McNeil Island

Several prisoners from Skagway were sent to McNeil Island, Washington at the turn of the century. There was an article written in the Dawson Daily News of August 14, 1905 that the Alaska Native prisoners were being kept isolated because they were all dying of consumption (tuberculosis) and were resigned to the fact that they would die in prison. The warden of the prison said that in his experience, the Alaskan natives had “a hereditary tuberculosis which was aggravated by the weather and confinement.”
They listed 12 Alaskan natives including the three which had been convicted of the Horton murders: Jim Kishtoo (Williams), Jack Klane (Mark Klanat), and Jim Hanson (Kebeth).
I believe the first two died around 1905 there and Kebeth died August 13, 1905 of consumption at age 28.
Land for the McNeil Island Cemetery was donated by island pioneers, Eric Nyberg and his wife, Martha, and the first of many burials was in October 1905. When the island’s residents were forced to leave in 1936, the cemetery was closed and all remains were exhumed and reburied in cemeteries on the mainland. So the actual resting place of these three is still unknown.

Joseph Chisel

Joe Chisel was a member of the Arctic Brotherhood in 1905 and ran a gambling house and later a General Drug Store in Haines. Seen above is the store he ran with his brother in the 1920’s in Haines. Joe was born on this day, June 6, 1868 in Bavaria Germany
and came to the U.S. with his mother, Frances, in 1869 when he was nine months old. He came to Alaska during the 1897 Gold Rush and changed the spelling of his name to Chisel from Schisel.
His brother Albert was born in Wisconsin (see earlier blog on his untimely death in Haines over a dog.) Joseph died in 1946 in Portland.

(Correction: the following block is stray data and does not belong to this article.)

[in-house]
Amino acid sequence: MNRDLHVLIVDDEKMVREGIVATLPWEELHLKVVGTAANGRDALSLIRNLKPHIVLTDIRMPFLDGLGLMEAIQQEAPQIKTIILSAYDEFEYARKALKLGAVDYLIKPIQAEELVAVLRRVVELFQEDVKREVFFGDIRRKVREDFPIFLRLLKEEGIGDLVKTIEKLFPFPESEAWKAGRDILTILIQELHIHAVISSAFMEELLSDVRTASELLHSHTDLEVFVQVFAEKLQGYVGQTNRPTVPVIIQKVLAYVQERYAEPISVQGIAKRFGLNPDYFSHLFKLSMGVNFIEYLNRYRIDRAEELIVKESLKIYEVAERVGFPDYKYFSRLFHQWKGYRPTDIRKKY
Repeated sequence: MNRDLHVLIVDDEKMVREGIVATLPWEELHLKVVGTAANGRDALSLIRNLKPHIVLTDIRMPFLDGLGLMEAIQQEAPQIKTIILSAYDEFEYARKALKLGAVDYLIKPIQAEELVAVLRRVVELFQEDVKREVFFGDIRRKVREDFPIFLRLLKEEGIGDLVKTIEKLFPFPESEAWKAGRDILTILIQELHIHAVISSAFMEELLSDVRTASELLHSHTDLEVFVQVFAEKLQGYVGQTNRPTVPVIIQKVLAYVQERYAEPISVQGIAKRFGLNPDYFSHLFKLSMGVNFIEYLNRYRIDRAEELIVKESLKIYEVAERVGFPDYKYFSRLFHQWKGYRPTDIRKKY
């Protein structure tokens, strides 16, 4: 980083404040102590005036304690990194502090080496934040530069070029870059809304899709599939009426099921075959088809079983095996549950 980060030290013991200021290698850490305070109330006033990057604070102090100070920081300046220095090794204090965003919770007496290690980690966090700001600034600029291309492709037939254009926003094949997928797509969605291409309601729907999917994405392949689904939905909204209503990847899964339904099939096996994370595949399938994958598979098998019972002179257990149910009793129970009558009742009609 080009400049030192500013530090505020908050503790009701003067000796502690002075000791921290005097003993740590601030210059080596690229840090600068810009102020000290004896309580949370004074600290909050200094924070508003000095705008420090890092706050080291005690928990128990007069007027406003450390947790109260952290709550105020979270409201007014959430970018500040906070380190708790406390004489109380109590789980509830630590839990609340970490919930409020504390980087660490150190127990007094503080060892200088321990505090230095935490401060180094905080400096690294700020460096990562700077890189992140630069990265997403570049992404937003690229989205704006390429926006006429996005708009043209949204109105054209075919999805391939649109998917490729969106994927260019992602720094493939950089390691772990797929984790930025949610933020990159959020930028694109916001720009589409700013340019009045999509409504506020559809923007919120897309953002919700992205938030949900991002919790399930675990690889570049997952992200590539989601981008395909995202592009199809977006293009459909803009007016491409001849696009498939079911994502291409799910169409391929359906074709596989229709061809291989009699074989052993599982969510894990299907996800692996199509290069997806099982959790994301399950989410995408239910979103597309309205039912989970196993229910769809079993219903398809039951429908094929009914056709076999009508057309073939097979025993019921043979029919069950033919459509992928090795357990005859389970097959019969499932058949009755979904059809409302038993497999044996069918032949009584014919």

family website;

Skagway Hostel Ghost

Skagway’s Alaskan Sojourn Hostel, which is situated in a local gold-rush-era house, recently had a guest report that he felt that his room had been visited by a benign ghost in the night. Although the identity of this ghost is well-known to the owners of the house, and ghost’s descendants in town, I am withholding the name out of respect for the family. Suffice it to say that it was a young man who tragically drowned at a young age in the early 1930s. The present owner of the house says that several years ago, she also saw the ghost calmly descending the stairs, and vanishing before it reached the last step.

Source: Local interview;

Daniel Hachey the shoemaker

Daniel Hachey was born on May 11, 1849 in Bathurst, New Brunswick.
This photo taken by Barley shows Hachey, a cobbler, standing with a shoe and hammer in his hands next to another man in front of his tent store in White Pass City. If your shoe was coming apart, he would be your new best friend.
Poor Daniel died only three years later, of starvation, in Seattle on June 28, 1902 in Seattle.

Washington Death records; familysearch; A Wild Discouraging Mess; Yukon Archives photo.

Heywood Walter Seton-Karr

Mr. Seton-Karr was born on this day, June 2, 1859 in Belgaum, India. He became a famous artist, explorer and “archaeologist” and came to the great Northwest in 1886. He kept a wonderful diary in which he sketched scenes such as the one above of Lynn Canal. It looks like Skagway with the jagged peaks behind.
Seton-Karr “discovered” the Altsehk or Dalton Pass near Haines. He died in 1938 in Paddington, England.

The Alaskan of June 28, 1890; Alaska State Archives.

Charles Kreling

Charles was born on this day, June 1, 1871 in New York. His father, Martin Joseph Kreling, born in Germany, moved the family (wife Barbara and 6 kids), soon after to San Francisco.
In 1877 Mr. Kreling thought that San Francisco needed music. Determined to fill that need, he a gave concerts in a former mansion near the foot of Eddy Street by performers that included a ladies’ orchestra from Vienna. When the craze for Gilbert and Sullivan’s HMS Pinafore swept across America, Alice Oates and company performed it in San Francisco, and soon afterward other comic opera companies appeared on the horizon. Kreling hired various members of these companies and with them founded his own opera company in 1879.
Charles grew up with performers and perhaps that is how he came to know Jauquin Miller who he accompanied in 1897 to the Klondike. Charles was a photographer by trade and took photos of the trail and Dawson, although I have not actually seen any of these photos. Charles Kreling died in 1951 in San Francisco.

Seen above is a photo taken in 1878 of the Tivoli Opera House in the Tenderloin of San Francisco.

cameraworkes directory online; J.Miller site; 1880 SF census; SS deth index